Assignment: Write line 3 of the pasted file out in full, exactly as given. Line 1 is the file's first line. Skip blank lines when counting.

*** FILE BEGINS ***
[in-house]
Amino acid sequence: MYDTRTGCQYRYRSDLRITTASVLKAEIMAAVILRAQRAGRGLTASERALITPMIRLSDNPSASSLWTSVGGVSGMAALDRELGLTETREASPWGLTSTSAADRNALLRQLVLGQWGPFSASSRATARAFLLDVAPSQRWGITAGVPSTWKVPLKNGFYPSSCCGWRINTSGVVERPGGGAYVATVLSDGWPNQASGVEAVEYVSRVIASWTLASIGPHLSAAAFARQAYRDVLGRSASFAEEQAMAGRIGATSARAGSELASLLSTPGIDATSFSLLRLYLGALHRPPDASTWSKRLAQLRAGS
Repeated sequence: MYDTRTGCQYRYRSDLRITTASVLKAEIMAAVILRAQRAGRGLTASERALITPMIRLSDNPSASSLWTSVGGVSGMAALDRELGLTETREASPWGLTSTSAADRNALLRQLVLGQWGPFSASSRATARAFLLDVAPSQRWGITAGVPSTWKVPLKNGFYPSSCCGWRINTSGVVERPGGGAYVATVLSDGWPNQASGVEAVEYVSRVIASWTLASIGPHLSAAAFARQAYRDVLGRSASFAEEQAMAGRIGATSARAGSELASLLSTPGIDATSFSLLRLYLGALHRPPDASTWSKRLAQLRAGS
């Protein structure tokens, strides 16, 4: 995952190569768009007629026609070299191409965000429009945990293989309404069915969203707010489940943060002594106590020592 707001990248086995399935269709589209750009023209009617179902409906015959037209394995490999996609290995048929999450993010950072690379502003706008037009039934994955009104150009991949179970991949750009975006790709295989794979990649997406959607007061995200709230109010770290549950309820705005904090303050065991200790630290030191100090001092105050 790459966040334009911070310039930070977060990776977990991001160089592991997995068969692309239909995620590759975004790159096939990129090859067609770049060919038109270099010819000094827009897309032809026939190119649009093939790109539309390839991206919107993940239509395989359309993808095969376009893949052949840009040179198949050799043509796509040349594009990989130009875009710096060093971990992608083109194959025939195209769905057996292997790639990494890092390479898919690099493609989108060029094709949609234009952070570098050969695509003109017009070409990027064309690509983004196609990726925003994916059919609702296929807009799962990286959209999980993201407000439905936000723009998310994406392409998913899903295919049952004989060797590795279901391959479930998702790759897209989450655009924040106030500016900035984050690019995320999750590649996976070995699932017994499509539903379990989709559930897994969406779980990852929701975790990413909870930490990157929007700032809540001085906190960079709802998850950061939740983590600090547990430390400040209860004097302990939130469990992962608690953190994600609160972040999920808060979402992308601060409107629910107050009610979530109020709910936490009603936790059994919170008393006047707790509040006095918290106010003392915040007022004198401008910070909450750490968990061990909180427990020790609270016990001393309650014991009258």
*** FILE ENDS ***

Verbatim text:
Repeated sequence: MYDTRTGCQYRYRSDLRITTASVLKAEIMAAVILRAQRAGRGLTASERALITPMIRLSDNPSASSLWTSVGGVSGMAALDRELGLTETREASPWGLTSTSAADRNALLRQLVLGQWGPFSASSRATARAFLLDVAPSQRWGITAGVPSTWKVPLKNGFYPSSCCGWRINTSGVVERPGGGAYVATVLSDGWPNQASGVEAVEYVSRVIASWTLASIGPHLSAAAFARQAYRDVLGRSASFAEEQAMAGRIGATSARAGSELASLLSTPGIDATSFSLLRLYLGALHRPPDASTWSKRLAQLRAGS